Hui Liao

Hui Liao

Dr. Hui Liao is the endowed Smith Dean's Professor in Leadership and Management at the University of Maryland's Robert H. Smith School of Business. Before joining Maryland, she was on the faculties of the Rutgers University and the University of Illinois at Urbana-Champaign. She received her Ph.D. with concentrations in Organizational Behavior and Human Resources from the University of Minnesota's Carlson School of Management, and her BA in International Economics from the Renmin University of China.

Transformational Leadership Artistry

To succeed, business leaders benefit from developing some persuasive powers.

They must lead teams toward the achievement of a shared purpose and vision. Scholars point to transformational leadership (TFL) as being one of the more useful leadership skills, in its ability to create four important behaviors: idealized influence; inspirational motivation; intellectual stimulation; and individualized consideration, which relates to attention to each follower's needs.

Breaking Down the Effects of Speaking Up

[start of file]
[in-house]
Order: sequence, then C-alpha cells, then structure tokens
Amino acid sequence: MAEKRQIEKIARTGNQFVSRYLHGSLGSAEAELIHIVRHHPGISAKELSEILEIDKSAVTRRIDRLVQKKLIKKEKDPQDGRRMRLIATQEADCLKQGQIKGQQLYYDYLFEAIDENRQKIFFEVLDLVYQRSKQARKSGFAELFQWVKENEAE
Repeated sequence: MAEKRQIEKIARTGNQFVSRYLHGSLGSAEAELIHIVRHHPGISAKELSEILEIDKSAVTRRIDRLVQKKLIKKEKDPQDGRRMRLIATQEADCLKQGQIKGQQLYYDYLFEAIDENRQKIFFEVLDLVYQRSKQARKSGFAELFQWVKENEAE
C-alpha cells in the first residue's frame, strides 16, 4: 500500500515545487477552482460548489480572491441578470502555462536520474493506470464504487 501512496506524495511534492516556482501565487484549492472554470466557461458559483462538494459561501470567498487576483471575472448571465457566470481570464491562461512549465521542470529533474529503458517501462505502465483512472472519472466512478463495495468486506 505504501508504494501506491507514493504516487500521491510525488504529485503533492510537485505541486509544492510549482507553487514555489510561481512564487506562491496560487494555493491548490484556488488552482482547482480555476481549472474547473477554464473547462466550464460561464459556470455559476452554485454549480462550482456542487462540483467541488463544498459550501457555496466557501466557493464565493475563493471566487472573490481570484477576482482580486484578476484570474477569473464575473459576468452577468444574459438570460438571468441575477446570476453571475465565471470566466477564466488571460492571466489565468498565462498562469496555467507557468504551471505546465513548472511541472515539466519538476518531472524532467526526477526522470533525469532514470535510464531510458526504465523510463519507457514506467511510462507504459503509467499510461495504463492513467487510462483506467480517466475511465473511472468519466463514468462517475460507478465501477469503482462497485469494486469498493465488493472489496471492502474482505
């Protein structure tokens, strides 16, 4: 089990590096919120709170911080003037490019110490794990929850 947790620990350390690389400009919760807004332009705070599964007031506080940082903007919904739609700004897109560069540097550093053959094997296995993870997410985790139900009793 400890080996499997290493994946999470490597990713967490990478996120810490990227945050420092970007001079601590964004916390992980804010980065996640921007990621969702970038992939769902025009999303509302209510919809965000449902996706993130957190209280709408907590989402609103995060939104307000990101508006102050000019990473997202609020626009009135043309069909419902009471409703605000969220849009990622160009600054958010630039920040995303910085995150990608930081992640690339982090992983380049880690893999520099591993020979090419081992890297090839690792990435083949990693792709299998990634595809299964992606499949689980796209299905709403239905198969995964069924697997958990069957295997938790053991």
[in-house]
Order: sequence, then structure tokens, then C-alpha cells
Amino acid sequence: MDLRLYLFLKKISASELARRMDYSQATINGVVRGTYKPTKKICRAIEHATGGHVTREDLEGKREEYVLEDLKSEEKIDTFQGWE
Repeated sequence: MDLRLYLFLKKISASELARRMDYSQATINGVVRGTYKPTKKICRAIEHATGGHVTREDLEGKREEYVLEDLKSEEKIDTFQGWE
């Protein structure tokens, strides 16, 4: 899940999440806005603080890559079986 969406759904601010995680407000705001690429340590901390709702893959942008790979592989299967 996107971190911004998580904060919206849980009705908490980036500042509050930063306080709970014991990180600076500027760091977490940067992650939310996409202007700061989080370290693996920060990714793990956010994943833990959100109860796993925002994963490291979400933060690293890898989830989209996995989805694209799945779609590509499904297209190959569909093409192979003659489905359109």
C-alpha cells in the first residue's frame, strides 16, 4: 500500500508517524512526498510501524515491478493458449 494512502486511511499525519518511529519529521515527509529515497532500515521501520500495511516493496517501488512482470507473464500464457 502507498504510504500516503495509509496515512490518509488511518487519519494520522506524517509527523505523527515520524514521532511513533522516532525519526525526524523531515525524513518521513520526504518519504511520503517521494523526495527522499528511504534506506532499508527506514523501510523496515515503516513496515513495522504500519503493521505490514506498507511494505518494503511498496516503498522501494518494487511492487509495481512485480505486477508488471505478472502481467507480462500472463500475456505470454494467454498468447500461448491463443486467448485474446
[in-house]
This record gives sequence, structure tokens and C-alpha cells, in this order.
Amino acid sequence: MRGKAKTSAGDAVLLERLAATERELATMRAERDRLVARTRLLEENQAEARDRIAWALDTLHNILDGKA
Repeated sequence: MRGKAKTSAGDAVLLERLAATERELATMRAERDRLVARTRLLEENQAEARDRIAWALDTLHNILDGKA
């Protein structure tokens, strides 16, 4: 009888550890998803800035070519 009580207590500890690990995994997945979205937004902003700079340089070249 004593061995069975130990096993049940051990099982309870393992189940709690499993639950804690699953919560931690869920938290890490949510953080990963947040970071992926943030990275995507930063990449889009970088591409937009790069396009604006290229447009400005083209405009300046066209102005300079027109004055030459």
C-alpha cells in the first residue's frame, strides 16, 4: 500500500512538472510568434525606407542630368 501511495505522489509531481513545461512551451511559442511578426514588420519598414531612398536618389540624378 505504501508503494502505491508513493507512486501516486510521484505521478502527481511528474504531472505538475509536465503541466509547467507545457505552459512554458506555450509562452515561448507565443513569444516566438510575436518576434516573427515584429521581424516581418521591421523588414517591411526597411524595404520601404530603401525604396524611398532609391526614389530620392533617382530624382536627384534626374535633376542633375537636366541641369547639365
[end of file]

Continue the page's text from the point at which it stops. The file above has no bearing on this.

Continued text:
Speak Up To Boost Productivity and Safety at Work

Want to make more good things happen at work and prevent safety problems? Just ask team members to speak up. Encouraging team members to voice their constructive opinions and concerns about work-related issues leads to performance and safety gains, according to new research from the University of Maryland’s Robert H. Smith School of Business.

Warding Off the Dark Side of Creativity

Moral Identity Keeps Divergent Thinkers in Check

Creative people are great at generating ideas to solve problems. Unfortunately, the same people are also great at generating clever justifications to excuse their rule-breaking at work. Deviant behavior often results. New research from the University of Maryland’s Robert H. Smith School of Business confirms the dark side of creativity but also identifies a key boundary condition that keeps some out-of-the-box thinkers in line.

Fearless Idea 15: Break the Spiral of Abuse

An abusive boss can make work miserable for anyone, prompting defiant employees to retaliate or flee. New research co-authored by Smith School professor Hui Liao shows a third option. "Targets of humiliation, intimidation and verbal attacks can balance the dynamics over time and influence supervisors to mend strained relationships," Liao says. "Sometimes that won’t happen, but a follower has more power than he or she might realize." Breaking the spiral of abuse starts with the understanding that bullies rely on an imbalance of power in their favor, but the needle can move in any dyad. Read more...

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